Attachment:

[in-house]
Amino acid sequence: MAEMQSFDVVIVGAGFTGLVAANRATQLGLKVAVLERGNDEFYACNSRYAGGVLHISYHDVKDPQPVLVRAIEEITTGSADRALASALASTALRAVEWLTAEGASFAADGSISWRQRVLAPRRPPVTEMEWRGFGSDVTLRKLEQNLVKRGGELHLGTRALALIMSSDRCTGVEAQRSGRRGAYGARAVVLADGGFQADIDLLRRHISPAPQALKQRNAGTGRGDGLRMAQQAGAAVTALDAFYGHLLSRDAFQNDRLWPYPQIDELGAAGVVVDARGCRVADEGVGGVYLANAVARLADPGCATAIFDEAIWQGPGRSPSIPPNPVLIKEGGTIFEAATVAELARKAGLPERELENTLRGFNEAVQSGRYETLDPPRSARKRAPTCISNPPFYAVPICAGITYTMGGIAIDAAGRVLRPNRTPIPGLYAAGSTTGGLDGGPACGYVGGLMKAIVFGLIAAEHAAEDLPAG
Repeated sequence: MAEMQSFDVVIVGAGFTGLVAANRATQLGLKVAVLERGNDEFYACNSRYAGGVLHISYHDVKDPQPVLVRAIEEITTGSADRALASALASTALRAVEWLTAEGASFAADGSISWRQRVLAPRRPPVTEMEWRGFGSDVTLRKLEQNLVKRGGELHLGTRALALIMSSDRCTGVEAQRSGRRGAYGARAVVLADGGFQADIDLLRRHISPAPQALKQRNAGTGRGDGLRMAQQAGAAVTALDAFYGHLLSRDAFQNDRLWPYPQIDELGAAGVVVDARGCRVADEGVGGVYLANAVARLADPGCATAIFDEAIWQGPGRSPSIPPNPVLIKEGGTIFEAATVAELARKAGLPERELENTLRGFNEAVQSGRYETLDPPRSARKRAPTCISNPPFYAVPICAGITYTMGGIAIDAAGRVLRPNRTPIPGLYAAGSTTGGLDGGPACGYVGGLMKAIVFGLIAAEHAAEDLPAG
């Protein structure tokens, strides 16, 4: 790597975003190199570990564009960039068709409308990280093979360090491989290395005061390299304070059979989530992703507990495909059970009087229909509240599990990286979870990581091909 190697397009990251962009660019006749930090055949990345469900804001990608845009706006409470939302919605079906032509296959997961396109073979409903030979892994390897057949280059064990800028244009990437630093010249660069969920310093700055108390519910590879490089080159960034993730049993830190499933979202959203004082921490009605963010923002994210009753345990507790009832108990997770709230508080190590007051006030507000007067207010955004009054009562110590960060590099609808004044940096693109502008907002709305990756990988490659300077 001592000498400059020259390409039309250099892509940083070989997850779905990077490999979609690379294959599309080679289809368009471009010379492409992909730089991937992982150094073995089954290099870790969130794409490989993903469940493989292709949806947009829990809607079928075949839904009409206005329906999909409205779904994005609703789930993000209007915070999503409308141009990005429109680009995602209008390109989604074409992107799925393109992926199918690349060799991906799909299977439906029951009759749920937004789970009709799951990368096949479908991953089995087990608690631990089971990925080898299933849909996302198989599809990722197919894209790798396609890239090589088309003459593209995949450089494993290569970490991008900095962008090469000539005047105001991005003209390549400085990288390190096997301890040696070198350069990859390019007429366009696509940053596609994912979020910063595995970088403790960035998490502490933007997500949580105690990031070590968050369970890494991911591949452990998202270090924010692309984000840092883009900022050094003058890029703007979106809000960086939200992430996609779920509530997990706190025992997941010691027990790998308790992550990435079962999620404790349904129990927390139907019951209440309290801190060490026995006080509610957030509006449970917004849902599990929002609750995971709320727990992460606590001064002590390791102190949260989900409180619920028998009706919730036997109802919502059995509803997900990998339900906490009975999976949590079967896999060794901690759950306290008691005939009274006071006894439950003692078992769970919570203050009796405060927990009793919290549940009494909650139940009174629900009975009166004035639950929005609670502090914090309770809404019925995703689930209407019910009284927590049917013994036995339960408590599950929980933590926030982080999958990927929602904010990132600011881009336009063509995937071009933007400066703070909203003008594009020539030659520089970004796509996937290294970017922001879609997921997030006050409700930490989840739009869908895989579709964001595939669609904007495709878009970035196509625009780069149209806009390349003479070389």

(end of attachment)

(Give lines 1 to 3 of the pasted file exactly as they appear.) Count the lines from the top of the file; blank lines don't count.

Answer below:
[in-house]
Amino acid sequence: MAEMQSFDVVIVGAGFTGLVAANRATQLGLKVAVLERGNDEFYACNSRYAGGVLHISYHDVKDPQPVLVRAIEEITTGSADRALASALASTALRAVEWLTAEGASFAADGSISWRQRVLAPRRPPVTEMEWRGFGSDVTLRKLEQNLVKRGGELHLGTRALALIMSSDRCTGVEAQRSGRRGAYGARAVVLADGGFQADIDLLRRHISPAPQALKQRNAGTGRGDGLRMAQQAGAAVTALDAFYGHLLSRDAFQNDRLWPYPQIDELGAAGVVVDARGCRVADEGVGGVYLANAVARLADPGCATAIFDEAIWQGPGRSPSIPPNPVLIKEGGTIFEAATVAELARKAGLPERELENTLRGFNEAVQSGRYETLDPPRSARKRAPTCISNPPFYAVPICAGITYTMGGIAIDAAGRVLRPNRTPIPGLYAAGSTTGGLDGGPACGYVGGLMKAIVFGLIAAEHAAEDLPAG
Repeated sequence: MAEMQSFDVVIVGAGFTGLVAANRATQLGLKVAVLERGNDEFYACNSRYAGGVLHISYHDVKDPQPVLVRAIEEITTGSADRALASALASTALRAVEWLTAEGASFAADGSISWRQRVLAPRRPPVTEMEWRGFGSDVTLRKLEQNLVKRGGELHLGTRALALIMSSDRCTGVEAQRSGRRGAYGARAVVLADGGFQADIDLLRRHISPAPQALKQRNAGTGRGDGLRMAQQAGAAVTALDAFYGHLLSRDAFQNDRLWPYPQIDELGAAGVVVDARGCRVADEGVGGVYLANAVARLADPGCATAIFDEAIWQGPGRSPSIPPNPVLIKEGGTIFEAATVAELARKAGLPERELENTLRGFNEAVQSGRYETLDPPRSARKRAPTCISNPPFYAVPICAGITYTMGGIAIDAAGRVLRPNRTPIPGLYAAGSTTGGLDGGPACGYVGGLMKAIVFGLIAAEHAAEDLPAG